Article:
Three weeks later, the 2005 will was executed in the presence of the drafting solicitor. The solicitor was long experienced but did not know of the golden rule, which requires a medical practitioner to be present at the signing of a will by the elderly or infirm. Nonetheless, he spoke to the mother, read over the will, and arranged its execution, despite not arranging for a medical witness, having regard to previous wills, or preparing a proper note.
The judge pronounced in favour of the 2005 will. The assessments of the mother’s mental ability were not directed at her testamentary capacity, but her care needs. The solicitor would have been alerted when he met her had she lacked capacity (presumably following Lord Justice Mummery’s view in Hawes v Burgess  EWCA Civ 74), and the evidence showed that she knew what she was doing. He disregarded the MMSE tests, ignored the evidence of the medical expert, ignored the independent evidence of the day-care centre manager, and took no account of the failure to follow the golden rule.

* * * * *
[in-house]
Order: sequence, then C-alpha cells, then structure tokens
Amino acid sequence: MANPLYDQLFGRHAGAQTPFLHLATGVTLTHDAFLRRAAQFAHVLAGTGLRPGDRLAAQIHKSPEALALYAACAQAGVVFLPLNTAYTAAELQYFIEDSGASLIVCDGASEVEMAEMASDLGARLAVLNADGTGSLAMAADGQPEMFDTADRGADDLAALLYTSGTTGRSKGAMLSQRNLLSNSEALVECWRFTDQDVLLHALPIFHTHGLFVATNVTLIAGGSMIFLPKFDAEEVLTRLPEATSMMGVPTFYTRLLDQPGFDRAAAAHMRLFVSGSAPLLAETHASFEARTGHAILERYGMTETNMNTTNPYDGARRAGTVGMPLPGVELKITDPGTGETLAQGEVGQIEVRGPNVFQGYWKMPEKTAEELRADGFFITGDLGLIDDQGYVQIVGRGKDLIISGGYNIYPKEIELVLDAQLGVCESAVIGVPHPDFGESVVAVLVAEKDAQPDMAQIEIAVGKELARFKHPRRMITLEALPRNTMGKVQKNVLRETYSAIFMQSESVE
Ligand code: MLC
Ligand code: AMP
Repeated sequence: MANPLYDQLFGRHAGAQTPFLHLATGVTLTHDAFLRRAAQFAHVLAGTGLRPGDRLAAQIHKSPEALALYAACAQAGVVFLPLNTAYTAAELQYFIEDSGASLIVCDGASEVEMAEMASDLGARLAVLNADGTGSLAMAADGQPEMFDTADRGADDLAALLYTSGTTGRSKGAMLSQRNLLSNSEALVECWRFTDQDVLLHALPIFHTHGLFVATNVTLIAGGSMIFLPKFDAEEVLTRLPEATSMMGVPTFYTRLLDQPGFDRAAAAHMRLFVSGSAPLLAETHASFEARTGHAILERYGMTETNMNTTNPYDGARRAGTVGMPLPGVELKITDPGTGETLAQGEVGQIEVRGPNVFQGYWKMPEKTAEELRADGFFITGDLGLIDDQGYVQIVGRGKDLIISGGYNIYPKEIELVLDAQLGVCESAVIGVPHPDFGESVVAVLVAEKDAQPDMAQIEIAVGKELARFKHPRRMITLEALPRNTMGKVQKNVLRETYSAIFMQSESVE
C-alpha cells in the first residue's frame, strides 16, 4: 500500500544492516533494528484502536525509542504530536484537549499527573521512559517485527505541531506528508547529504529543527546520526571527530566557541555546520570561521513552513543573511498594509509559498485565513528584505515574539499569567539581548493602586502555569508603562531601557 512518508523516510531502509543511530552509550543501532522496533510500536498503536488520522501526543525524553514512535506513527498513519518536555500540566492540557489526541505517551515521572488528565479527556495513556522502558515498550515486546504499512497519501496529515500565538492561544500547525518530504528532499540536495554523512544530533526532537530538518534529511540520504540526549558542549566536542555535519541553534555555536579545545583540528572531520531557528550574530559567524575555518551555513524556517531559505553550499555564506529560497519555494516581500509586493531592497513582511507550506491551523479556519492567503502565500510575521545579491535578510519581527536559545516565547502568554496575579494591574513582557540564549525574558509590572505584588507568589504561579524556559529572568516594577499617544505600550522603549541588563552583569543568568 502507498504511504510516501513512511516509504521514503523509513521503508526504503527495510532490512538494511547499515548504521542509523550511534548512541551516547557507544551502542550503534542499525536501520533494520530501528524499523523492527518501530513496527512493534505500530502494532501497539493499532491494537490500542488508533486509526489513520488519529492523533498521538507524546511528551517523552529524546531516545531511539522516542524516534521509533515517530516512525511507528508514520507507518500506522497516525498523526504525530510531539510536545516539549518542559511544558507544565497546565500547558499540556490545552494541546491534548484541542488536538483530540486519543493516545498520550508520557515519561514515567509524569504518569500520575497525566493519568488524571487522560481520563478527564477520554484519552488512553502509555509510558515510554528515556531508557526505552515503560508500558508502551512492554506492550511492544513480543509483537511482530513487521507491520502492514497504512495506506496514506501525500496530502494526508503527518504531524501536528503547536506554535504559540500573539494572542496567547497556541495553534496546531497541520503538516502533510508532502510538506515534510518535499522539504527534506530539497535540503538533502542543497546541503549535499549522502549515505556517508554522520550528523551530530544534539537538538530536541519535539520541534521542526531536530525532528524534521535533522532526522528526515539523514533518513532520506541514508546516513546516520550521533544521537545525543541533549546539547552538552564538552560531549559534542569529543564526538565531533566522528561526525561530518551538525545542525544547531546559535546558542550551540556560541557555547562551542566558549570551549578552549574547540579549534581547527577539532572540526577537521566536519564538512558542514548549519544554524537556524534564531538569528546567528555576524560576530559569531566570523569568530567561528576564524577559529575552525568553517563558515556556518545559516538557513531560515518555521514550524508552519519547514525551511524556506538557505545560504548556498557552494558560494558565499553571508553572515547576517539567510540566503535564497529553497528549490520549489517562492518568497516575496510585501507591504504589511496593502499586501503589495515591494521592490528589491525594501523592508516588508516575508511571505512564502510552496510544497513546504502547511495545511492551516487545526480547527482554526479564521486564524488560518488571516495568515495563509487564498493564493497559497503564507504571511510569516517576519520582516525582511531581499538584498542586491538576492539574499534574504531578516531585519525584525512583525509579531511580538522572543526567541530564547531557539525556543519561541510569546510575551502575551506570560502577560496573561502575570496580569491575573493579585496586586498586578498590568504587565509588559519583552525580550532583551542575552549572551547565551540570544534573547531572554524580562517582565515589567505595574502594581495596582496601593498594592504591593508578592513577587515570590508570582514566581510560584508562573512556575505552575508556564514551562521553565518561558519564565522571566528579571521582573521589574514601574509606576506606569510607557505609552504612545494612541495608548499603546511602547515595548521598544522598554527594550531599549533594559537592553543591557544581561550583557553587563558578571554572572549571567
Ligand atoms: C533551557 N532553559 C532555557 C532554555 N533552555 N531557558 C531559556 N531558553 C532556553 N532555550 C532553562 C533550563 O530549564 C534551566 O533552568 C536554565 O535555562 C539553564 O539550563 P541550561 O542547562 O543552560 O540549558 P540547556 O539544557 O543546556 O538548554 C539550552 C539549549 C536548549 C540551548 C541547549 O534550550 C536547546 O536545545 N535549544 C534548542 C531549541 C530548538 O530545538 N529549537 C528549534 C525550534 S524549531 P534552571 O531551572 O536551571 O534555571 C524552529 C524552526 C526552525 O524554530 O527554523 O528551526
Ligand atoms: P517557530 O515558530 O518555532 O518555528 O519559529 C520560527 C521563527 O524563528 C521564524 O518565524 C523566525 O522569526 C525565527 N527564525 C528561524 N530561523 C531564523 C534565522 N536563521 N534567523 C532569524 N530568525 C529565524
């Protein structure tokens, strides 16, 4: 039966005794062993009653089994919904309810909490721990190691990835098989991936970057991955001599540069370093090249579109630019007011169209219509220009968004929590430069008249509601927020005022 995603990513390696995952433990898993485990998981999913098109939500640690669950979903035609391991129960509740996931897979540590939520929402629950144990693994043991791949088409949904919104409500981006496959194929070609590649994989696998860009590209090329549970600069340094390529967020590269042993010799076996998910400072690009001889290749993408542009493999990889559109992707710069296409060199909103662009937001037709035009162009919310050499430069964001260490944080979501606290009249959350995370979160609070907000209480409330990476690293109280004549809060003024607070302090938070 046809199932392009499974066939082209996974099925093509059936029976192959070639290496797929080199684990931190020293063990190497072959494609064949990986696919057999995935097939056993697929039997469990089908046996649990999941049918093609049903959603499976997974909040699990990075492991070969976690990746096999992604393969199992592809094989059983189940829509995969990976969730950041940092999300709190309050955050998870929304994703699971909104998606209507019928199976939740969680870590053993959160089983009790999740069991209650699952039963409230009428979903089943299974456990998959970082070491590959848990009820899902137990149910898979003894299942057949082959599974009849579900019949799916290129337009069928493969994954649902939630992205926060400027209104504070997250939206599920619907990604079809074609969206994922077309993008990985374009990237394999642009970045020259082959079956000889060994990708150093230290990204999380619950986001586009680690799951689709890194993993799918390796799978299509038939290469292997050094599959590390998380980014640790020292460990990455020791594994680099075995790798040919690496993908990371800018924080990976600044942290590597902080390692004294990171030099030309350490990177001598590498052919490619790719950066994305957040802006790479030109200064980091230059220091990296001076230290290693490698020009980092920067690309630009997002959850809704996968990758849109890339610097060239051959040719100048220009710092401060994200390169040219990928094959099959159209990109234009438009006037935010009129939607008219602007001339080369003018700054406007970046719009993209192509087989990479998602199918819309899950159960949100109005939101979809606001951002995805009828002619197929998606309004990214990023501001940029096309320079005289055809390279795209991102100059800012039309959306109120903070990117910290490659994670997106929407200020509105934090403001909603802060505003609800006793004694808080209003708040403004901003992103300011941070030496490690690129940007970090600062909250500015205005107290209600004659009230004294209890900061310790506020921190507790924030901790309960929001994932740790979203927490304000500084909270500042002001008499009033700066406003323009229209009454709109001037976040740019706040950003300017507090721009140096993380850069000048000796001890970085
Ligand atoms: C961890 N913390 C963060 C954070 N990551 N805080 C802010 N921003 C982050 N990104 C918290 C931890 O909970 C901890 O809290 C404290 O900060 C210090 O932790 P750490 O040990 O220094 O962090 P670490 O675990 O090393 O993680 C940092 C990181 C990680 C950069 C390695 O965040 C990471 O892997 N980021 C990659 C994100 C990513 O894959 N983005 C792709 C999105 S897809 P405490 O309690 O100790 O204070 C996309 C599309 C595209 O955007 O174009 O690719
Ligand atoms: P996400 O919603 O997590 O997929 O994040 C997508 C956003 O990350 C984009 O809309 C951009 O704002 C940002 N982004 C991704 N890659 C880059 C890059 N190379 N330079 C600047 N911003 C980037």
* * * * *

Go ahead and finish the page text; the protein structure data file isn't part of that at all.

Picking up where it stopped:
The Court of Appeal expressed its ‘doubts as to the judge’s conclusions’ and had concerns ‘as to the failure of the judge to articulate... the countervailing considerations’. However, the court then decided that the judge’s summary of the facts was a full one, and that ‘such a judgment should not readily be overturned, even if some of the materials might have been more fully dealt with’. Similarly, want of knowledge and approval was dealt with by the judge’s consideration of the solicitor being experienced and having seen the testatrix alone. The judge was then entitled to find that she did know of and approve the will.